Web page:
States such as Rhode Island and Oregon have taken steps increase the percentage of healthcare spending dedicated to primary care. Now the New York State Legislature has enacted legislation to establish a primary care reform commission.
The commission’s goals include defining and measuring New York’s baseline spending on primary care, setting targets for enhanced investments in primary care, and testing pilot programs to identify the most promising models.
The legislation creating the commission notes that research shows that an increase of just one primary care provider per 10,000 people can generate 5.5 percent fewer hospital visits, 11 percent fewer emergency department visits, and 7 percent fewer surgeries. Yet, it is estimated that as little as 5 percent of U.S. healthcare spending goes toward primary care. The legislation says that New York currently spends more per capita on healthcare than the national average, but consistently ranks below many other states in key health indicators. “This is indicative of a lack of access to and an underinvestment in primary care.”
Participants would include experts on health care financing, reimbursement, and regulation from primary care providers, federally qualified health centers and professional practice groups, as well as representatives with relevant expertise from businesses operating within New York, public and commercial health plans including managed care plans, and primary care professional and advocacy organizations. Third party payers would be compelled to provide data requested by the commission, with protections for proprietary property.
The first report of recommendations would be published by March 31 following the year of enactment and include a comparative analysis of current primary care spending, and recommendations to the governor and the legislature regarding the barriers to primary care and how to overcome them.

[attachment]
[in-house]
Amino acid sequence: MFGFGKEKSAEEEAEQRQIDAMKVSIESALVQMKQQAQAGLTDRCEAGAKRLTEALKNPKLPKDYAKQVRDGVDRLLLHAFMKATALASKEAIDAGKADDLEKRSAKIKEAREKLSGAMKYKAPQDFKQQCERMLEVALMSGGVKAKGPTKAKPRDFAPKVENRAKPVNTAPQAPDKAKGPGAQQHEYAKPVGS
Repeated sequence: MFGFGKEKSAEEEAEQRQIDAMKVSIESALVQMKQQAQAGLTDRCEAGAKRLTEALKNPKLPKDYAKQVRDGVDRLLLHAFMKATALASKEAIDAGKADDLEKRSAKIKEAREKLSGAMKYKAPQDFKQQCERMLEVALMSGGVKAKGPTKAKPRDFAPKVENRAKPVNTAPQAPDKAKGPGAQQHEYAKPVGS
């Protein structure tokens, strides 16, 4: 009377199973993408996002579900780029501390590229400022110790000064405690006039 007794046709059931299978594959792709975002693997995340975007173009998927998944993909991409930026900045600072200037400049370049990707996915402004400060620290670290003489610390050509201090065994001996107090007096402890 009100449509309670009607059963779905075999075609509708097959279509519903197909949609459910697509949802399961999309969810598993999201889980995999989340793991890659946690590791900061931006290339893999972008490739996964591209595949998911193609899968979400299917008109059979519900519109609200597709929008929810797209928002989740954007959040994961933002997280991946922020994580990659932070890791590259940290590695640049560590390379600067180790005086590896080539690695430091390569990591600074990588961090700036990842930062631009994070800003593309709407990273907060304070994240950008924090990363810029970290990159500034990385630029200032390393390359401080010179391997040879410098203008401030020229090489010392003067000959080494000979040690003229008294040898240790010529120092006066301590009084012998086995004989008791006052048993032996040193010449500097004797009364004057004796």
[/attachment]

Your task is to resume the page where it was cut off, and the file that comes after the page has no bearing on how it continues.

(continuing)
In February, New York Health Foundation President and CEO David Sandman provided testimony to the New York State Joint Legislative Budget Hearing. In his testimony, he addressed the opportunity for New York to improve health outcomes and save money by placing more emphasis on primary and preventive care.
Sandman spoke about the way New York State consistently underinvests in and undervalues primary care. As of 2017, New York State spent $10,000 per New Yorker in health care costs—20 percent higher than the national average, he said. But all that spending isn’t providing enough value for New Yorkers. “Our health outcomes are often poor. New York does not rank among the top 10 states for positive health indicators such as rates of cardiovascular diseases, low birth weight, diabetes, preventable hospitalizations, drug-related deaths, and excessive drinking. We can and must do better. We don’t need to spend more on healthcare. We need to spend in smarter and better ways that return better value. The solution is to rebalance our healthcare spend; that means allocating a greater percentage of what we spend to primary care.”
Sandman said a review by the Primary Care Development Corporation (PCDC) shows that nearly a dozen states have introduced or enacted policies to invest more of their healthcare dollars in primary care:
• Rhode Island led the way when it set a target of increasing the share of commercial insurer primary care expenditures by 5 percent over a five-year period. Over the same period, the State’s total expenditures fell by 14 percent. Rhode Island was the only state in New England to increase the supply of primary care physicians per capita, while spending by commercial health insurers grew more slowly compared with other states in the region.
• In Oregon, legislation requires that primary care spending increase by 1 percent annually, with a goal that primary care account for 12 percent of total spending by 2023.
• In Massachusetts, the governor introduced legislation to increase spending for primary care and behavioral health services by 30 percent over three years.
“The time is ripe for New York to join other vanguard states and rebalance our spending to emphasize primary care,” Sandman said. “While other states provide models and options, New York will find its own way. What has worked in smaller states like Rhode Island to reallocate resources toward primary care may be more challenging in a state with a health care system as large and complex as New York’s.”